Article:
When I am playing I rarely use consumables, especially on martial characters (which I tend to gravitate to) unless the concept of the character is a gadget guy. I know consumables are effective, but when I envision my characters in my head I see "big bad dude that wades into battle with a sword and ruins peoples' day" and not "that guy that waves a wand at his sword to make it sharper, then drinks a potion to make himself 9 feet tall before throwing a bag a glue at people."

It just doesn't feel right unless that's a shtick of the character. It doesn't matter to me how effective it may or may not be, it doesn't feel particularly heroic or interesting for me to play. I know a lot of people would disagree that "hit a guy with a sword real hard" is more interesting than "complex web of magic item synergies", but to each his own.

That being said, I don't turn my nose up at healing consumables.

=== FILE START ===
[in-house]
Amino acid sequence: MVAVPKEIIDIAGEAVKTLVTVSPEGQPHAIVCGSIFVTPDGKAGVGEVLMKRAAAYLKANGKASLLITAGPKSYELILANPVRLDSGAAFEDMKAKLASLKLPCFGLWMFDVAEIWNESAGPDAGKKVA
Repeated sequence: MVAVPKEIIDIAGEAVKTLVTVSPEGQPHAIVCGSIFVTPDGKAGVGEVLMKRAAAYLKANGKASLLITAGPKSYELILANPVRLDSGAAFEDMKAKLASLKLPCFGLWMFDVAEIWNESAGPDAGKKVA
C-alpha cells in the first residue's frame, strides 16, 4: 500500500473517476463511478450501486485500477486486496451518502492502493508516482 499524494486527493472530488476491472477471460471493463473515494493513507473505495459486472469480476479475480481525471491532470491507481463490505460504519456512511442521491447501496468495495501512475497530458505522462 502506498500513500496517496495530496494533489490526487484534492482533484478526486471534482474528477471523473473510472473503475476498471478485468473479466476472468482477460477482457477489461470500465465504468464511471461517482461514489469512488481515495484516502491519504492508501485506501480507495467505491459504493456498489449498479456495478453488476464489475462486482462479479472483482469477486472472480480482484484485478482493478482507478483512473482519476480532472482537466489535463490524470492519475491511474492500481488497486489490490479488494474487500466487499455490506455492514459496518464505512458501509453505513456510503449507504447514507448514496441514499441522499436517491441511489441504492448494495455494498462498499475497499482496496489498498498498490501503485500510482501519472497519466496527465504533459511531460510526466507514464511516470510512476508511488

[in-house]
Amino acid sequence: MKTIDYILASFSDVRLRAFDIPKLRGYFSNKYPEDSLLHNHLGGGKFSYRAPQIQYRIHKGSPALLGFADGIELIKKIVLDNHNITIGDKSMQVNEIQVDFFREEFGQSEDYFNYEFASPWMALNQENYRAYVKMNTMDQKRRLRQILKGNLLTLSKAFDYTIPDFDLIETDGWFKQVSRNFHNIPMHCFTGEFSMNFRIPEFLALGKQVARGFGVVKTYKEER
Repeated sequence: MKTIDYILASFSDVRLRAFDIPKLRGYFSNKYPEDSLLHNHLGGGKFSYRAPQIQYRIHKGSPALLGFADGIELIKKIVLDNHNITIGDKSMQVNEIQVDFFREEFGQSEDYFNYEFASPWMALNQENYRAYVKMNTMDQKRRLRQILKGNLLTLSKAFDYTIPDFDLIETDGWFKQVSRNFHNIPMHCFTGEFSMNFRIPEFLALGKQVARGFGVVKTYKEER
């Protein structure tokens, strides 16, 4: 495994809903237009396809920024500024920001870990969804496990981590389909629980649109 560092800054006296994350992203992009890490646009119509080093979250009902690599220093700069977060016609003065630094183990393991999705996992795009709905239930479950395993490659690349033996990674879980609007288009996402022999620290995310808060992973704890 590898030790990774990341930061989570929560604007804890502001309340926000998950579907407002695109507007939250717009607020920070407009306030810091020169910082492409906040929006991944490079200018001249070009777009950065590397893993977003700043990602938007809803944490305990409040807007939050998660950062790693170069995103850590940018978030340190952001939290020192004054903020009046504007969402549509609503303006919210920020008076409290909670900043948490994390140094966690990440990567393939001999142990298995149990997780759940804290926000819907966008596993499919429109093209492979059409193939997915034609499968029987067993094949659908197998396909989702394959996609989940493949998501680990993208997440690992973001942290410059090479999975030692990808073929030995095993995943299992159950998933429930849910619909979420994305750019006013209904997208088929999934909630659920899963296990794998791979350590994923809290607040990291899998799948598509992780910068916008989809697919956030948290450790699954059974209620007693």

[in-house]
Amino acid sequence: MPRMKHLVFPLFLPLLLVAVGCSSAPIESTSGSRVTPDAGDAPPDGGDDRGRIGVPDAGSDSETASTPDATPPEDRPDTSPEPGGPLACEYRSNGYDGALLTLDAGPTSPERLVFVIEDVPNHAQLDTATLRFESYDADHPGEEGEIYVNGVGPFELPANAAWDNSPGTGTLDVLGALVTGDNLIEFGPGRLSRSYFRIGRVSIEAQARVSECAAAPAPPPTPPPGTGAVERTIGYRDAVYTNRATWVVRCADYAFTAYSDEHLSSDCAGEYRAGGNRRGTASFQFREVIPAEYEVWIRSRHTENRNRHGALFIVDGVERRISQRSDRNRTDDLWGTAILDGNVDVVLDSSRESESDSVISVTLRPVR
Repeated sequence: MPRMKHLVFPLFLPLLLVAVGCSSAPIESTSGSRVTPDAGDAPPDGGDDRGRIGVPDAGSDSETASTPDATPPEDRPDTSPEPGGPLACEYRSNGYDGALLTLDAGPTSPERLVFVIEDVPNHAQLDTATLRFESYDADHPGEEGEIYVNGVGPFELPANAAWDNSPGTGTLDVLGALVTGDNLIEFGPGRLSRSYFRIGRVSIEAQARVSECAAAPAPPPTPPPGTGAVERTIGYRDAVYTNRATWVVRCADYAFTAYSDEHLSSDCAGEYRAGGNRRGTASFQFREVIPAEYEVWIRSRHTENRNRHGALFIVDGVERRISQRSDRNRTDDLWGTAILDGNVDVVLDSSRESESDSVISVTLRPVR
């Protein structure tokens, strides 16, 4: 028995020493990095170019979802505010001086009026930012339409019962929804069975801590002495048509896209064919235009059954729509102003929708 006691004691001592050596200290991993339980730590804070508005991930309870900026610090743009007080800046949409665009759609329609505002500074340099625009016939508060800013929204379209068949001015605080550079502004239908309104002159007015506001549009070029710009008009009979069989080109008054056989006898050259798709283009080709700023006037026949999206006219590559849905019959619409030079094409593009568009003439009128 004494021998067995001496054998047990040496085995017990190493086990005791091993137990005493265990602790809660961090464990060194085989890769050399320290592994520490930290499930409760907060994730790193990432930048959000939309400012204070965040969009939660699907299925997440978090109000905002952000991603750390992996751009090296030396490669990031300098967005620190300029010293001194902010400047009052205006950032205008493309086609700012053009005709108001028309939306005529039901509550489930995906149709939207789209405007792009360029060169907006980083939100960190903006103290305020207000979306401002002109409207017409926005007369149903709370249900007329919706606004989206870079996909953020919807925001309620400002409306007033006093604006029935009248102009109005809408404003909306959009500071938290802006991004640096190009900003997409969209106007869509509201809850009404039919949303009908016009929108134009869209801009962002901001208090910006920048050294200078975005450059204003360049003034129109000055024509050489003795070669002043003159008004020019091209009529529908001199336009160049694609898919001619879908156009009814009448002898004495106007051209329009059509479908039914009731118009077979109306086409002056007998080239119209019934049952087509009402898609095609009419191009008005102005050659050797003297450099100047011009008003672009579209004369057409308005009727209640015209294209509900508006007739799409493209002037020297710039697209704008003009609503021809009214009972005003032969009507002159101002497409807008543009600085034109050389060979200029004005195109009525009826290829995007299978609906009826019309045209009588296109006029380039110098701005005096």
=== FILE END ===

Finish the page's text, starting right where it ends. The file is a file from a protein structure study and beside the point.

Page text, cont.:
I always seem to play the "About to whoop some @$$" characters... even my casters seem to fit that concept. Especially my Alchemists...

And does anybody turn down Healing Consumables?


The Oddity wrote:

When I am playing I rarely use consumables, especially on martial characters (which I tend to gravitate to) unless the concept of the character is a gadget guy. I know consumables are effective, but when I envision my characters in my head I see "big bad dude that wades into battle with a sword and ruins peoples' day" and not "that guy that waves a wand at his sword to make it sharper, then drinks a potion to make himself 9 feet tall before throwing a bag a glue at people."